Wall materials in old house

missusjJune 21, 2012

My husband and I just bought a delightfully quirky 1930 Craftsman house in central Iowa. As we started painting and decorating, we discovered that it has the hardest walls we've ever seen. When you tap them, they don't have the hollow sound of lathe and plaster like we expected. Instead, they sound solid. It takes serious pounding to get a nail in, and the drill has some trouble with screws. On the upside, the soundproofing is amazing!

In the public areas of the house, the plaster is very thick and you can't see the joints. In the bedrooms, however, the vertical joints are clearly visible and there are lots of long stress cracks. The attached picture is from the inside of the built-in buffet in the dining room. Here, the wall material doesn't seem to have been covered. It feels hard, brittle, and rough.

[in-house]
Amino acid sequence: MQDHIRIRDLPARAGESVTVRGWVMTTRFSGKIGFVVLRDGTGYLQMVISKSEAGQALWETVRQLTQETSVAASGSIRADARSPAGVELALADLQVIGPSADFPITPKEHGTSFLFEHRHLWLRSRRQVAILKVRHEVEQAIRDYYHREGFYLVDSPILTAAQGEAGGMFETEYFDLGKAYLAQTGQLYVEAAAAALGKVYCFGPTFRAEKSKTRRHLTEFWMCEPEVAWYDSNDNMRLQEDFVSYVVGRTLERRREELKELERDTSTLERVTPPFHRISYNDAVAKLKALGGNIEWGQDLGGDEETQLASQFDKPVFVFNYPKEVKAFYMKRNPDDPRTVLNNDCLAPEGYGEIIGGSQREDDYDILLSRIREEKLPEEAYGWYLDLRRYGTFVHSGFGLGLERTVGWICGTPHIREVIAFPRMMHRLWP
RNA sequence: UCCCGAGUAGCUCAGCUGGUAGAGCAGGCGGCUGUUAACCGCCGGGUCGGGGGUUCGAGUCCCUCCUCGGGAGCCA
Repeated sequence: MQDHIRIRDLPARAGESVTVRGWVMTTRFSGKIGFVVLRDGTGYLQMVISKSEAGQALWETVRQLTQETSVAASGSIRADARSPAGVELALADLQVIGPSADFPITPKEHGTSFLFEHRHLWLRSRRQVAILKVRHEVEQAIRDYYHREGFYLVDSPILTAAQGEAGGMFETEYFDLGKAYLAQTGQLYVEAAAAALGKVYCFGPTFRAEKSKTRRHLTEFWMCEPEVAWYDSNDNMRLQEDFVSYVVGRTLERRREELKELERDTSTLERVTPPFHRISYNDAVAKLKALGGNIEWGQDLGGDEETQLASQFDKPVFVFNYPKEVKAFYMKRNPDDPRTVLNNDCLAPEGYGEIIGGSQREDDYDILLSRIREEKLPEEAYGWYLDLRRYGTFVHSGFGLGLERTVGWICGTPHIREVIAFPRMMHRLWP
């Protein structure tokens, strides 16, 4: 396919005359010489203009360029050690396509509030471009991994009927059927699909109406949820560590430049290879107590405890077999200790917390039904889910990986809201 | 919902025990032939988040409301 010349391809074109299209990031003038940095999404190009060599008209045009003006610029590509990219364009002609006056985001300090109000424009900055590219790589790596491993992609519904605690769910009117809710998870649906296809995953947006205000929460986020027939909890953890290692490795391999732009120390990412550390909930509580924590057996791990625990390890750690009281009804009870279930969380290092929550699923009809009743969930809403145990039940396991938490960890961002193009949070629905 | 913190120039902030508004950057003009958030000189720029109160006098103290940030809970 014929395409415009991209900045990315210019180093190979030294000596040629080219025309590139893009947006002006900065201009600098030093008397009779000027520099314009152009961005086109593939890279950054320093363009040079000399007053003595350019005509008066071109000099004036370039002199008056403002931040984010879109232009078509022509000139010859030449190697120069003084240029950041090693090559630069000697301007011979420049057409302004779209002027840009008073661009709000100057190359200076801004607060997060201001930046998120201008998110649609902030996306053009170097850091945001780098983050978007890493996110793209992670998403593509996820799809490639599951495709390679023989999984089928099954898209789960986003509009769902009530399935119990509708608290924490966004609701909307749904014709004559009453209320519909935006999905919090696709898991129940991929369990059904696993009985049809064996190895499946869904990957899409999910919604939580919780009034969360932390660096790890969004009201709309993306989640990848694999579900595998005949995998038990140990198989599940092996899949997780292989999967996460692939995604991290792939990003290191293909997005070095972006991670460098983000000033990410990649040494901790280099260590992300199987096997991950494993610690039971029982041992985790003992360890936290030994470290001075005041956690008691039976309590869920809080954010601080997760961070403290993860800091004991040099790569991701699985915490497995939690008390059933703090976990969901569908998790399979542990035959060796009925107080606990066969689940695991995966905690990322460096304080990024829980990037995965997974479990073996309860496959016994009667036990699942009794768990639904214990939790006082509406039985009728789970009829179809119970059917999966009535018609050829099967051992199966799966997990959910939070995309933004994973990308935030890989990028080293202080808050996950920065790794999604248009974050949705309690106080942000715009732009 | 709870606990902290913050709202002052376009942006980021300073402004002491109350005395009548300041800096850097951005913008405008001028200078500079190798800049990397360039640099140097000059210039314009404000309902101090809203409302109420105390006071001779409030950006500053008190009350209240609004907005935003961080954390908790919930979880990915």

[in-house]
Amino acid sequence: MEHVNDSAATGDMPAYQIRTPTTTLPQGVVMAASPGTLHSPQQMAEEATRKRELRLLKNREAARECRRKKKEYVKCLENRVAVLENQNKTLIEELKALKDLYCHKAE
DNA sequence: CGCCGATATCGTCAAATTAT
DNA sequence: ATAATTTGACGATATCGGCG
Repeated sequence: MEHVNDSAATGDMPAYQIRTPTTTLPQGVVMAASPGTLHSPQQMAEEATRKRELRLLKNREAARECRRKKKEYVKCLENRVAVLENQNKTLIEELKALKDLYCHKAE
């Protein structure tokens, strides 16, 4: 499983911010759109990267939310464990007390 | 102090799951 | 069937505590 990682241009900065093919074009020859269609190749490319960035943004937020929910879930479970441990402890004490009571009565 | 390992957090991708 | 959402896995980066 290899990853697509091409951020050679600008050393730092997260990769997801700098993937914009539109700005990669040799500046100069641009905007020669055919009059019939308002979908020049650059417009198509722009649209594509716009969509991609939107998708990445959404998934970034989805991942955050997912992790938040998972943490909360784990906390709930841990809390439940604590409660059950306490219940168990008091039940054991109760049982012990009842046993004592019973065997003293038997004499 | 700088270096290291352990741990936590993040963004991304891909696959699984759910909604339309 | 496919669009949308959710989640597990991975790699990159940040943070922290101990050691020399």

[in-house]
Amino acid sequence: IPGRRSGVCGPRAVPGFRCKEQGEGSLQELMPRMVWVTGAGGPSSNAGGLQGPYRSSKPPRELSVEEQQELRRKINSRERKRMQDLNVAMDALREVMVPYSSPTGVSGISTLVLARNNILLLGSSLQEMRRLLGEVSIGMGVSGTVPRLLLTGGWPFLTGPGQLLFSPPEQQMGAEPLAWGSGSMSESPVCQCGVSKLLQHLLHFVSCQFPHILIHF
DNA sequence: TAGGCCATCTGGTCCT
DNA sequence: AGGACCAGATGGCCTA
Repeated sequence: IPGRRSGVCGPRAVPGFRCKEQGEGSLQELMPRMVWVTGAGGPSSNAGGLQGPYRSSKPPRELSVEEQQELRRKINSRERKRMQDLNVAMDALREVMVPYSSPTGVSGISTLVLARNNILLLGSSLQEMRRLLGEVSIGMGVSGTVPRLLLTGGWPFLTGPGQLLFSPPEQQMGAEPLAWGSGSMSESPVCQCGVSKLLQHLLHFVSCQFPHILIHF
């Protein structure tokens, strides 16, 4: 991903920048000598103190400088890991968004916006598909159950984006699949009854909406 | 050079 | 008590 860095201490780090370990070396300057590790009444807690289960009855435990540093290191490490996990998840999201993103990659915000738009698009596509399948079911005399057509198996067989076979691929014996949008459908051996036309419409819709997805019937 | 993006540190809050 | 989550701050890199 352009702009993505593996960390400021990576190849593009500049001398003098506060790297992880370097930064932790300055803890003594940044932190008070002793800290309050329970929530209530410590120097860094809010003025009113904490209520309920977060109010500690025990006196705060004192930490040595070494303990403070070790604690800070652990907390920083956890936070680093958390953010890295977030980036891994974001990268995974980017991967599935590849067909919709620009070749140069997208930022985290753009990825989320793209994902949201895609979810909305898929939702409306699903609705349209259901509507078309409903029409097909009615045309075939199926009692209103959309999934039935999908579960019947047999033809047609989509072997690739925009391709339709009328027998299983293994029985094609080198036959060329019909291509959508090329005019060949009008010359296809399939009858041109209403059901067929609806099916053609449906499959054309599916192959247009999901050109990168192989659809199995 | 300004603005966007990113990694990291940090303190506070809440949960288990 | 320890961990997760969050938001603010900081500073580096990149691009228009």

Does anyone know what this is? I've looked up tons of pictures online, but can't seem to get a positive identification. I have real concerns about this being some sort of asbestos-laden material since the house is so old. I'd really appreciate any help!

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Looks like sanded plaster worked smooth. I know that is no help...

    Bookmark   June 21, 2012 at 7:04PM
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I'll add my two cents, but keep in mind it's not worth even that much...
To me, plaster walls don't produce a "hollow sound", that's what drywall is for... Drywall = hollow sounding, sound amplifying (not literally)... Lathe/plaster = solid sounding, dense, sound-muffling.